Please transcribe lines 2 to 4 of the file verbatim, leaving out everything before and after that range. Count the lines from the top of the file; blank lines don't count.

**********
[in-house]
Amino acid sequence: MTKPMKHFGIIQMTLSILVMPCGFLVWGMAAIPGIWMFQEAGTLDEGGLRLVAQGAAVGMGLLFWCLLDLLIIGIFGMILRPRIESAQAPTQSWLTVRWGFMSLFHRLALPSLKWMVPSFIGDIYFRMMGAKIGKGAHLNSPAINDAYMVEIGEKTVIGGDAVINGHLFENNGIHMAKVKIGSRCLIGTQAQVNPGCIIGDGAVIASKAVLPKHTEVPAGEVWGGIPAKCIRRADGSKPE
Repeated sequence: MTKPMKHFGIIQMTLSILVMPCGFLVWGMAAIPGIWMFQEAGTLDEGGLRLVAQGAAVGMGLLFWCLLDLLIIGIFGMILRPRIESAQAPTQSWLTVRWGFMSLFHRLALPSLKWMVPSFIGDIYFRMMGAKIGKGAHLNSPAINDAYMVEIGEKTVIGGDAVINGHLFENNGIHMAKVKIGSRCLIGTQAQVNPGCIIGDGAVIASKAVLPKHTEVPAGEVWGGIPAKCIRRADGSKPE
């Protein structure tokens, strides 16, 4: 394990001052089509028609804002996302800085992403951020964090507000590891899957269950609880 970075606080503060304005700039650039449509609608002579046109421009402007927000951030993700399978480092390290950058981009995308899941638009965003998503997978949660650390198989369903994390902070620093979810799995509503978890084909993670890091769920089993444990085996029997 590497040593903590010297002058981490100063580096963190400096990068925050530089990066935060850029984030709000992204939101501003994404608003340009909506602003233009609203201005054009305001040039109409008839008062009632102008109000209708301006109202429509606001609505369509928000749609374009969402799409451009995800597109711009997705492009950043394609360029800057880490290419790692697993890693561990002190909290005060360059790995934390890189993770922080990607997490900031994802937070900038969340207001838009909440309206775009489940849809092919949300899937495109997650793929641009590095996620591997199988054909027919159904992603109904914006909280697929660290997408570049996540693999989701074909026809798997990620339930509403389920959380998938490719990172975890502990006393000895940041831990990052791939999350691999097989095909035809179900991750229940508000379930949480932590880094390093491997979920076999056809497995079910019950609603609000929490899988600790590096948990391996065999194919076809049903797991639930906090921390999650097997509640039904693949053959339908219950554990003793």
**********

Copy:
Amino acid sequence: MTKPMKHFGIIQMTLSILVMPCGFLVWGMAAIPGIWMFQEAGTLDEGGLRLVAQGAAVGMGLLFWCLLDLLIIGIFGMILRPRIESAQAPTQSWLTVRWGFMSLFHRLALPSLKWMVPSFIGDIYFRMMGAKIGKGAHLNSPAINDAYMVEIGEKTVIGGDAVINGHLFENNGIHMAKVKIGSRCLIGTQAQVNPGCIIGDGAVIASKAVLPKHTEVPAGEVWGGIPAKCIRRADGSKPE
Repeated sequence: MTKPMKHFGIIQMTLSILVMPCGFLVWGMAAIPGIWMFQEAGTLDEGGLRLVAQGAAVGMGLLFWCLLDLLIIGIFGMILRPRIESAQAPTQSWLTVRWGFMSLFHRLALPSLKWMVPSFIGDIYFRMMGAKIGKGAHLNSPAINDAYMVEIGEKTVIGGDAVINGHLFENNGIHMAKVKIGSRCLIGTQAQVNPGCIIGDGAVIASKAVLPKHTEVPAGEVWGGIPAKCIRRADGSKPE
């Protein structure tokens, strides 16, 4: 394990001052089509028609804002996302800085992403951020964090507000590891899957269950609880 970075606080503060304005700039650039449509609608002579046109421009402007927000951030993700399978480092390290950058981009995308899941638009965003998503997978949660650390198989369903994390902070620093979810799995509503978890084909993670890091769920089993444990085996029997 590497040593903590010297002058981490100063580096963190400096990068925050530089990066935060850029984030709000992204939101501003994404608003340009909506602003233009609203201005054009305001040039109409008839008062009632102008109000209708301006109202429509606001609505369509928000749609374009969402799409451009995800597109711009997705492009950043394609360029800057880490290419790692697993890693561990002190909290005060360059790995934390890189993770922080990607997490900031994802937070900038969340207001838009909440309206775009489940849809092919949300899937495109997650793929641009590095996620591997199988054909027919159904992603109904914006909280697929660290997408570049996540693999989701074909026809798997990620339930509403389920959380998938490719990172975890502990006393000895940041831990990052791939999350691999097989095909035809179900991750229940508000379930949480932590880094390093491997979920076999056809497995079910019950609603609000929490899988600790590096948990391996065999194919076809049903797991639930906090921390999650097997509640039904693949053959339908219950554990003793």